As far as the danger in fighting, it's always hard to say that something is dangerous when it's been going on for hundreds of years. Nothing makes fighting more dangerous now than it ever was. I will say that the fight this season between Ryan Carter and Ole Tollefson was dangerous. Carter didn't know what he was doing; he was just trying to keep his job. Then he falls on top of Tollefson, whose head smacks against the ice. A fight is always dangerous if one guy doesn't know what he's doing, but maybe something as simple as a collar extension (like what linebackers wear) could fix that.

DANIEL:
First, I'll be honest and say I enjoy fighting. I think it's one of the things that makes hockey tougher than other sports and I think that's a good thing. I think it creates an honor system. Let me use one of your favorite examples, Arthur, the Avalanche of the late '90s and early 2000s. They refused to fight and ultimately created situations that were almost dangerous for the teams they played against because the Avalanche became those pests we talk about in this argument who seem to take an unlimited amount of cheap shots, but it was also dangerous for them, because it probably led to the Bertuzzi-Moore incident. Fighting makes teams accountable to each other.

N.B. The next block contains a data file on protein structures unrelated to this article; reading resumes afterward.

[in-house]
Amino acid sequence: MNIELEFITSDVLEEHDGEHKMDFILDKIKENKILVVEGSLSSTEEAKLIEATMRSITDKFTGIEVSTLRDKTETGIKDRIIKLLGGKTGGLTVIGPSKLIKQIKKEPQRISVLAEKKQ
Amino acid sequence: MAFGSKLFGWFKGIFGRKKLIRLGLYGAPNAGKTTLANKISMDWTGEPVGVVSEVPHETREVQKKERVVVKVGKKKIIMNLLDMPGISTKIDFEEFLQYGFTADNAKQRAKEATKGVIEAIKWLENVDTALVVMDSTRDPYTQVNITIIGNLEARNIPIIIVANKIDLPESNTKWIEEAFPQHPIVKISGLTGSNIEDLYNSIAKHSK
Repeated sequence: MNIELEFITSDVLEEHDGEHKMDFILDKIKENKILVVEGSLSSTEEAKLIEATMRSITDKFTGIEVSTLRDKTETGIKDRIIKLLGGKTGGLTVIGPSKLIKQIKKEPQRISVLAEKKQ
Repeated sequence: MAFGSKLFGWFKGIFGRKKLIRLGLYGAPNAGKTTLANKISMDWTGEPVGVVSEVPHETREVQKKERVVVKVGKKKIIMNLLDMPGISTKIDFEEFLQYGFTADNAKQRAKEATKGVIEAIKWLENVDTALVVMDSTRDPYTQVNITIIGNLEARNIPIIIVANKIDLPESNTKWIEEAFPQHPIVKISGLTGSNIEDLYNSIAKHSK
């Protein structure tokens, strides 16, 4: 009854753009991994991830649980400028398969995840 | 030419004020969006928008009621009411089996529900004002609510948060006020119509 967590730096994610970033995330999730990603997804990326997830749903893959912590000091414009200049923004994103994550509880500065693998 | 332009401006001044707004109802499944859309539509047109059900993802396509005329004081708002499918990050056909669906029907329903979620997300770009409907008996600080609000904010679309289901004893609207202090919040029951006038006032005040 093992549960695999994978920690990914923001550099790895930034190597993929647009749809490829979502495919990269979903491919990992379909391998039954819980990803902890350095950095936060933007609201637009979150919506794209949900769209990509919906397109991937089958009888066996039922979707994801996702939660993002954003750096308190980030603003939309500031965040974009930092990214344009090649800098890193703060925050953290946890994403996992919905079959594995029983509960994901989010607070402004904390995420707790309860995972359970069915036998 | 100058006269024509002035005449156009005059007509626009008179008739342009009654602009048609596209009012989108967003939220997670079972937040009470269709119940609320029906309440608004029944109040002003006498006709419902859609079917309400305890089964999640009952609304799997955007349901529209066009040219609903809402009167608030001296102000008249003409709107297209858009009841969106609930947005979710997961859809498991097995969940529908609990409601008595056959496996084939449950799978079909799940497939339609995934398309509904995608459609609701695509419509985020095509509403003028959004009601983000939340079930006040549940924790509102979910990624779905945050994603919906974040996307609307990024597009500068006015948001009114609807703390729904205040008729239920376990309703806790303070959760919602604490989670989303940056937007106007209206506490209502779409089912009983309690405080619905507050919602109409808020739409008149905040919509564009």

While I agree that maybe there's a safer way to do this, I think it's most important to make sure that the players stick to the honor code. If the league becomes stricter on Instigator penalties and keeps a better eye on cheap shots I think fighting is fine. But as you pointed out, the bigger problem might be people who don't know HOW to fight getting into fights. I recall a fight on Sportscenter not too long ago where a player had his sweater over his head and the other fighter called in the linesman to break up the fight so as to not injure the other player. This is the approach we need to fighting. Players, and fans alike, need to see fighting as a part of the game and a skill that needs work. Maybe not practice among teammates, but at least some sort of discussion on the dos and don'ts of fighting.




A follow up to this post is available here.